I'm happy that Verve reissued this as well and urge anyone who's at least considering this album to run to the store or online site and get one while it's available. Does anyone know if Edu knew what he was singing in english? While I love this album, as I have stated elsewhere, it's not my favorite Edu--I go to his original Brasilian releases for some more representative work. He has worked with, and his songs have been covered by artists like , , , , , , , , , , , , , , and others. It would have been well-suited to Fool On The Hill or Pais Tropical. I could easily hear Lani and Karen or Karen and Gracinha sing this tune. It's one of the most pleasant surprises of my years combing the music library at my college radio station early 70's.
Although I like Edu's earlier material, this album is special in its own way. He achieved fame in the 1960s as part of the movement. Dos Navegantes, a collaboration album by him, and , won the for. Bacardi This has turned out to be one of my favorite albums since finding it a couple of years ago. The backings strip the base of ' sound down to its rhythm section, fortified by the playful and enigmatic electric piano and flute multiphonics of who also had a big hand in the arrangements , 's multifaceted percussion talents, and an occasional cello quartet.
Oh, well, if he wants to fill in those spaces in his 3000-series, then. Then again, Edu doesn't need slick arrangements to sound sensational. Why Sergio never recorded this gem is beyond me. So many of the songs were already familiar to me and Edu's take on them seems perfect. The original work of Edu is beyond compare. Edu Lobo scat-sings the melody and arranger Hermeto Pascoal makes the ending a busy groove. At first, I wondered why it was filed in the jazz stacks.
. I like the album better now than when I first heard it. That's when I was born, too! Sergio Mendes Presents Edu Lobo is a wonderful album. Collectors of Brazilian jazz should seek this one out; it is absolutely essential. Sure, the rest of the tracks are jewels, although I must confess,'To Say Goodbye' is probably the one that makes my remote trigger finger get twitchy.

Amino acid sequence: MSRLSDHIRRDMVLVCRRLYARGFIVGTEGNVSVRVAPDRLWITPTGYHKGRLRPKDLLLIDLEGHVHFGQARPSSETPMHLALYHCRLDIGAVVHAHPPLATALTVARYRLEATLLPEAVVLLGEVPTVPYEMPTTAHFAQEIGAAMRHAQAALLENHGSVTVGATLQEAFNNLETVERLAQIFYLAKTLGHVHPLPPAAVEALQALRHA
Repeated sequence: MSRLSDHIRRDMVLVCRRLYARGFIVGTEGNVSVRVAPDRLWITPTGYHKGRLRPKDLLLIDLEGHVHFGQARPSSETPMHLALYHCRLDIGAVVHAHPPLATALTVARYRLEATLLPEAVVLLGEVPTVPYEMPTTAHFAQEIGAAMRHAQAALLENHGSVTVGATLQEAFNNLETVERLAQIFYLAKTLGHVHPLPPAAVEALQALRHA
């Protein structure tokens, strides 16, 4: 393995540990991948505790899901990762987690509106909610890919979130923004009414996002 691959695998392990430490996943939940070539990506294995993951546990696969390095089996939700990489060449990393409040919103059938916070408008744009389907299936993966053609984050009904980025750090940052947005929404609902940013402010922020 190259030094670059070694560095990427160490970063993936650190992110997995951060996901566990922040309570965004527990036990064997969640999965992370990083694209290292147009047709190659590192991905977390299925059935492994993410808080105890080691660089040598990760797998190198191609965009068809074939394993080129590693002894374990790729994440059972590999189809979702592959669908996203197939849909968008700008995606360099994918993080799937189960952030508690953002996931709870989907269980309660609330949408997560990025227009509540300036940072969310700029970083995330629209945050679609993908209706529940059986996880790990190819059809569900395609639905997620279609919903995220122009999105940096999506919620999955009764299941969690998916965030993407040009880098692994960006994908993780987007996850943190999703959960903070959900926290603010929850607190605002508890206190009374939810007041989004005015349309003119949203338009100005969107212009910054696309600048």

Still, this is an impressive piece of work. He and Gracinha match each other note for note, verse for verse. Even though the Brasilian Lobo recorded first in 1964, and with the Tamba Trio! My first experience with Edu Lobo was about three or four years ago. I found this album back in high school in a used record store and bought it immediately. Both are great writers; but their material sounds better in the hands of other musicians.
It never did anything for me. Jon Well, this one must be worth seeking out from what I've read! Makes me wish there had been further collaboration between Sergio and Edu. His voice has a haunting quality filled with a little twinge of sadness. Lobo has a unique voice and a great sense of time. Heck no, I even sing along while driving.
It's Edu Lobo and Antonio Carlos Tom Jobim. Ponteio won best song at the 3rd Festival de Música Popular Brasileira in the recording by in 1967. I have to say I respectfully disagree with one of the comments above--I think Edu does beautiful work on his own with his own music. Retrieved 20 August 2017 — via Google Books. It's actually a fairly simple recording, yet it's incredibly lyrical. Am I offended by it? I find myself going for this album all the time when I'm in the mood for something Brazilian but not a Sergio Mendes album. I was enough of a fan of his songs through Brasil '66 to want to hear it.
The musical sophistication within this is at the next level beyond Brasil '66 -- not to knock Sergio, because he made this release possible. I'm late on this one, but here's my take on Sergio Mendes Presents Edu Lobo. Sergio Mendes made Lobo's material sound better on the Brasil 'xx records, in my opinion. . . . .
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